Well, somewhat—we’ll see, we’ll see. There was one project that never came to be, which is just a travesty and I won’t talk about that, and then hopefully there’s a thing with Ed Harris that I’m going to do. He has a wonderful project called The Plowman from a great book that features woodcraft and carpentry in Montana State. We’re supposed to do that hopefully in the spring, and it’s a wonderful project. I hope that comes to fruition.
With Widows, your character in the film, Tom Mulligan, seems to represent the old world, whereas his son represents a more open-minded one—albeit just as hopelessly corrupt.
The old world is the new world! Those guys who live in Chicago are a lot like my character. It was a wonderful scene between us. I would have edited it a bit differently, but it’s a wonderful scene, and Steve McQueen is great. I called Francis Ford Coppola and said, “I’m working with this guy Steve McQueen from England,” and he said, “Oh, he’s good.” I told that to Steve and he liked hearing that, ya know? [Laughs]
You said that you filmed this movie about a year and a half ago, but your character goes on this nativist, anti-immigrant rant that feels very relevant in 2018.
Yeah, I’d say so. McQueen spends some time here. His other film before was done somewhere in the South, I guess. Billy Bob Thornton wouldn’t want to hear that! He didn’t like foreigners coming over and portraying the South. Billy Bob Thornton said he wants to make the Hatfields & McCoys, and no New York actors will be allowed below the Mason-Dixon line. Bill was a character, yeah. But with McQueen, it’s great working with the guy, and this is like four movies in one. He used one camera! One camera, one cinematographer, and he got all that action with one camera! It’s amazing.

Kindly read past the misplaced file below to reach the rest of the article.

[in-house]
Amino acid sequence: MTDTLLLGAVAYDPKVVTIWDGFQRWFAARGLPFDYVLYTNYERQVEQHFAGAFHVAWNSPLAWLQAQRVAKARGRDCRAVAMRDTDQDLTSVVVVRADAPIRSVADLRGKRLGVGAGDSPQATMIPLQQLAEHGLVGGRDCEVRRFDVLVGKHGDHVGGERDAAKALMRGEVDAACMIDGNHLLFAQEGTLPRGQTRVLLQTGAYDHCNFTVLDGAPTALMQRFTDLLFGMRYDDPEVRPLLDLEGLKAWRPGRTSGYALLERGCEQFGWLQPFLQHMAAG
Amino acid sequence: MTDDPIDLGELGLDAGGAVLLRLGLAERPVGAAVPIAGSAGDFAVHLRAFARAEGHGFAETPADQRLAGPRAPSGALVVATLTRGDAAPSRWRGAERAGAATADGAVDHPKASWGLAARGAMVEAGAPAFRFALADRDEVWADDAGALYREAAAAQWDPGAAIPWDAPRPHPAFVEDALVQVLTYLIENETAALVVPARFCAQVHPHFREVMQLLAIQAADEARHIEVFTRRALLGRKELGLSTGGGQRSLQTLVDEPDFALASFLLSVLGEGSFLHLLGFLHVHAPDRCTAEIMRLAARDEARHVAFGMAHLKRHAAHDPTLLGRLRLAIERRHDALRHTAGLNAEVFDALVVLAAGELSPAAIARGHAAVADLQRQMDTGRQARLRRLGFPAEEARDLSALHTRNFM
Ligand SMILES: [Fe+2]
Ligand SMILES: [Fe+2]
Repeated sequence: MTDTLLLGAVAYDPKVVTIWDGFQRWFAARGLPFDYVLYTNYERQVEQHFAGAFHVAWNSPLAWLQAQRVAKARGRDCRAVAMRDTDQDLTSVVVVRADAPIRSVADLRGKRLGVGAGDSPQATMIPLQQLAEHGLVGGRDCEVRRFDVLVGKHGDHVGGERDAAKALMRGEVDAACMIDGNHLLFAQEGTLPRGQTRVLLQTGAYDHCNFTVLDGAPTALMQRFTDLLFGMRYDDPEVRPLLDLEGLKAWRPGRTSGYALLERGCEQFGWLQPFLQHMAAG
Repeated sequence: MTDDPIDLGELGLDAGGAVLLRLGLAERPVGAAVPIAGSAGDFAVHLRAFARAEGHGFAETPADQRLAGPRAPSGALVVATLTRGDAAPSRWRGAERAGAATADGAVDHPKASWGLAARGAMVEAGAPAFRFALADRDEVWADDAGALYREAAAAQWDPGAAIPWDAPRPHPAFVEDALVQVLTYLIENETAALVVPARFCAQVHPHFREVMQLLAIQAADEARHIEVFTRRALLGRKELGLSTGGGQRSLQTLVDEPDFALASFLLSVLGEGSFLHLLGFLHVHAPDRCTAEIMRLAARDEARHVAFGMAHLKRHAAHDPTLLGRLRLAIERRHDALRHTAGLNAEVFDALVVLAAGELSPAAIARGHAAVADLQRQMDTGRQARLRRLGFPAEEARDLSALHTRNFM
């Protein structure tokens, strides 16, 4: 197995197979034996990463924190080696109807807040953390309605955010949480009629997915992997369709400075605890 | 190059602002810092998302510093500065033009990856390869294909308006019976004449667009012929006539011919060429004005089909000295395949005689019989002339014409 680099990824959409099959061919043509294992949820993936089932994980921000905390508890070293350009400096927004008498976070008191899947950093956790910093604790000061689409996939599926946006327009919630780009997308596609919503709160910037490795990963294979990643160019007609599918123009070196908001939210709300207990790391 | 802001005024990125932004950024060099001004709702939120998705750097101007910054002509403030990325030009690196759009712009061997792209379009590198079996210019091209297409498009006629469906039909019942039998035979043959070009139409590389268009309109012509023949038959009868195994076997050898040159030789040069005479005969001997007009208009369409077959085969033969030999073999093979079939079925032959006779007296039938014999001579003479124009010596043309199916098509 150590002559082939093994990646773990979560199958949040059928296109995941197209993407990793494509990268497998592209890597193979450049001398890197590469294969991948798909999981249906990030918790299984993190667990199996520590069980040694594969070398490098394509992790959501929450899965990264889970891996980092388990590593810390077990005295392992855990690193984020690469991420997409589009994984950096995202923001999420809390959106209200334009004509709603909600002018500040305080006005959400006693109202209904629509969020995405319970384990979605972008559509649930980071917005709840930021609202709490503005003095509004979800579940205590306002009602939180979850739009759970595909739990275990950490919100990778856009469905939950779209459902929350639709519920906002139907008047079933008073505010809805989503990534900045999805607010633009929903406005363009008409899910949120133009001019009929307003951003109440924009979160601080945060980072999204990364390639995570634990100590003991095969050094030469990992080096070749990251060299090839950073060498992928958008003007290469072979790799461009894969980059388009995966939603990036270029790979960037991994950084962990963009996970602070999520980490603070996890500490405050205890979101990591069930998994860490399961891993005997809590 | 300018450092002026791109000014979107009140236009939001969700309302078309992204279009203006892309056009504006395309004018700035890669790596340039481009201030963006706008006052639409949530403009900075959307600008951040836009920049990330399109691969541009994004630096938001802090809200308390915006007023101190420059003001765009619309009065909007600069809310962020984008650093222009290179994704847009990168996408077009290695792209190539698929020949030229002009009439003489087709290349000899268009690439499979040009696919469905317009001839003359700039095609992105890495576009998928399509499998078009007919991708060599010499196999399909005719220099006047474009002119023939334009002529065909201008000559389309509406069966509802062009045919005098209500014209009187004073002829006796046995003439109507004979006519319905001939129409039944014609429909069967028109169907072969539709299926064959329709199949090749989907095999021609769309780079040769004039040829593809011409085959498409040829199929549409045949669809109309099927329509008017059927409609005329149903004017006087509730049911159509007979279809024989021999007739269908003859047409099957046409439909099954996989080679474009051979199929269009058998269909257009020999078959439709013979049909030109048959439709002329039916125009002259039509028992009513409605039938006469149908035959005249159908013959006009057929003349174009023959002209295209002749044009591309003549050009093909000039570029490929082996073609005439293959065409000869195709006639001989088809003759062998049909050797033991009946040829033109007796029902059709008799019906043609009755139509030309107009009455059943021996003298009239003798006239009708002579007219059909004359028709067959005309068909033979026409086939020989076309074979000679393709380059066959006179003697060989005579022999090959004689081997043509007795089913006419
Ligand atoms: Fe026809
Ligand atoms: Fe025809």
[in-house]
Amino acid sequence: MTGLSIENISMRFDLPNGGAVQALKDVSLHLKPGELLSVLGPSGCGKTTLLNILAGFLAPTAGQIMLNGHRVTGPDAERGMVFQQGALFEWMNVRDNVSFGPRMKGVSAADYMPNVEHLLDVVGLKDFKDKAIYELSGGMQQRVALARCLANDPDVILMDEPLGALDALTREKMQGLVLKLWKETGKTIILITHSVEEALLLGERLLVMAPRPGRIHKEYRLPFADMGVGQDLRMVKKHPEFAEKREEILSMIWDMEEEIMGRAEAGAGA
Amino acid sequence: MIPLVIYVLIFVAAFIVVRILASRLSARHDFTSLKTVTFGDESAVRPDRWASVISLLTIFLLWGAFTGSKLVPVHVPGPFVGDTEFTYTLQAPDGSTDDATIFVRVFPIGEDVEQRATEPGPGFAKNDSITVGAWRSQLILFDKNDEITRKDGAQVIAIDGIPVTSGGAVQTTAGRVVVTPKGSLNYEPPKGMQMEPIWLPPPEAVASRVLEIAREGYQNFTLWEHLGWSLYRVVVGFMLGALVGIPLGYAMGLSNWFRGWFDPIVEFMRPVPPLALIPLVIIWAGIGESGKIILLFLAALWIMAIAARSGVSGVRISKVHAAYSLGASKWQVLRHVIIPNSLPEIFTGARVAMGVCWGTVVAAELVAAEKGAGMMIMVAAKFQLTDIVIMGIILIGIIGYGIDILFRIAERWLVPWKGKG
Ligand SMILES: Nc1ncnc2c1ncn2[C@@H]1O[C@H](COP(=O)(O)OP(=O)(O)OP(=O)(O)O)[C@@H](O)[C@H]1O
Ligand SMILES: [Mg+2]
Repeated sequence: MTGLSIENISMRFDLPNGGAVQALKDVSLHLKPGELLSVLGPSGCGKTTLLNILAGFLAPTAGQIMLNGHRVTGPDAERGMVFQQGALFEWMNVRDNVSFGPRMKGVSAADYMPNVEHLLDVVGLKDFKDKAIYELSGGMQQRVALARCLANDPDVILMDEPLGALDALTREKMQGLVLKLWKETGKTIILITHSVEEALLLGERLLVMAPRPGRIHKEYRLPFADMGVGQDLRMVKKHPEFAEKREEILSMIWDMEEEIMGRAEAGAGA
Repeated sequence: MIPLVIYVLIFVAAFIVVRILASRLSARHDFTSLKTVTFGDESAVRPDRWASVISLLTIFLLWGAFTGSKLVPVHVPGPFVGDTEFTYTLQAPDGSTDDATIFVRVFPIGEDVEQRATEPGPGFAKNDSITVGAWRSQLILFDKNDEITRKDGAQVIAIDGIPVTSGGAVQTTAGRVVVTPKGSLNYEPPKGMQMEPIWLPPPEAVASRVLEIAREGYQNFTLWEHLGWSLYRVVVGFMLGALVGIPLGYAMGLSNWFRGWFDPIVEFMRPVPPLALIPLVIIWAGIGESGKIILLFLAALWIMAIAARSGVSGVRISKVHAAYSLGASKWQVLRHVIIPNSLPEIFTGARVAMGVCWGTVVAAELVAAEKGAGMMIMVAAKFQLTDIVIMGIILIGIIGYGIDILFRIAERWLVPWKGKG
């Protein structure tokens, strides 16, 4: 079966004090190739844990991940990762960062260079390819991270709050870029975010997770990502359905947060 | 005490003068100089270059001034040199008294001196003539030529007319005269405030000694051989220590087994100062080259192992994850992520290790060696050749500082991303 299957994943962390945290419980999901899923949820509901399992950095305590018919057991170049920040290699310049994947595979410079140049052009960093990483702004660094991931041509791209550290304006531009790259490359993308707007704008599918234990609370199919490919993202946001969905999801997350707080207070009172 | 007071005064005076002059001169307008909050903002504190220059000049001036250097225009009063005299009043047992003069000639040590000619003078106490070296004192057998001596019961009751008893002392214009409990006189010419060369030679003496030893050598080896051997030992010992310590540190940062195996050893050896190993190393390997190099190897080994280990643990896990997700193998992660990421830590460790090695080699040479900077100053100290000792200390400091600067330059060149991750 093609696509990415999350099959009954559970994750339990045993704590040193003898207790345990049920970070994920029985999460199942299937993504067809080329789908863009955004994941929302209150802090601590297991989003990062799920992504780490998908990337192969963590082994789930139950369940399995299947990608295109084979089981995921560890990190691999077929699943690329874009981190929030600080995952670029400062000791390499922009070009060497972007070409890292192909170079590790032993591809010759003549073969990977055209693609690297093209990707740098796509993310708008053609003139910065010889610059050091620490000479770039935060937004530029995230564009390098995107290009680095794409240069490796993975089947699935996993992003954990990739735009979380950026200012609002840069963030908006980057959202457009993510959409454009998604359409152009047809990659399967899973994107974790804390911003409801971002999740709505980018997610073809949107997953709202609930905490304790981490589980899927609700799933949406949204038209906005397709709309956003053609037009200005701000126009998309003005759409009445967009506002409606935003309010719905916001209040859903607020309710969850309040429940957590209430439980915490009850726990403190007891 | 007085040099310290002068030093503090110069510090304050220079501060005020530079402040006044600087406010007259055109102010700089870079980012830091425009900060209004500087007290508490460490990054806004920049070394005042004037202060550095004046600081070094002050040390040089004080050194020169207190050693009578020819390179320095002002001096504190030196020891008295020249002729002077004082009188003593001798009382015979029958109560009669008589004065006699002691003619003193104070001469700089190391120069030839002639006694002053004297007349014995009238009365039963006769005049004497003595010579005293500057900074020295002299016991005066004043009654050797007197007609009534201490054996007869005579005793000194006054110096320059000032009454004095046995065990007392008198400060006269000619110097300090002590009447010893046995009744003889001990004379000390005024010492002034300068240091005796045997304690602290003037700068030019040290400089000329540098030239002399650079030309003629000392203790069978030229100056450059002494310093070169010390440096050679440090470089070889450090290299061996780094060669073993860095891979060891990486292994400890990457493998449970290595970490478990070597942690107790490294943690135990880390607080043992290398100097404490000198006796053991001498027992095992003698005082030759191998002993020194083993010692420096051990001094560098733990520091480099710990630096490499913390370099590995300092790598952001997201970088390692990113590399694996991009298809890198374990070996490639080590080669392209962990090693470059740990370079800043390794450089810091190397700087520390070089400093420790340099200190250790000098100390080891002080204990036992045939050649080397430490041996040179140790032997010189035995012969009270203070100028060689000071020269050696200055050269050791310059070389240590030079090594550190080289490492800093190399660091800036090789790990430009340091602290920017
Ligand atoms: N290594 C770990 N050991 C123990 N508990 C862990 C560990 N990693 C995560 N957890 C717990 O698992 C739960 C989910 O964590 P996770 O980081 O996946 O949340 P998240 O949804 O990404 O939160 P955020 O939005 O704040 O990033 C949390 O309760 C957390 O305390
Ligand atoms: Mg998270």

We did an interview about four years ago down in Texas…
…Yeah, I remember that! You had those wild shoes.
[Laughs] I did. And it made some waves, because you said you were leaving the Republican Party over, in part, your frustration with their anti-immigrant stance. And it’s gotten even crazier since. What do you make of the Republican Party today?
Oh, I’m not gonna get into that! [Laughs] You know, it’s too crazy, politics. It’s nuts. It’s just nuts now.
It really is. You’ve played so many military men convincingly on film—MASH, The Great Santini, Apocalypse Now—and I’m curious what your own experience was like in the military? Because I read that you served in the Army for a bit following the Korean War.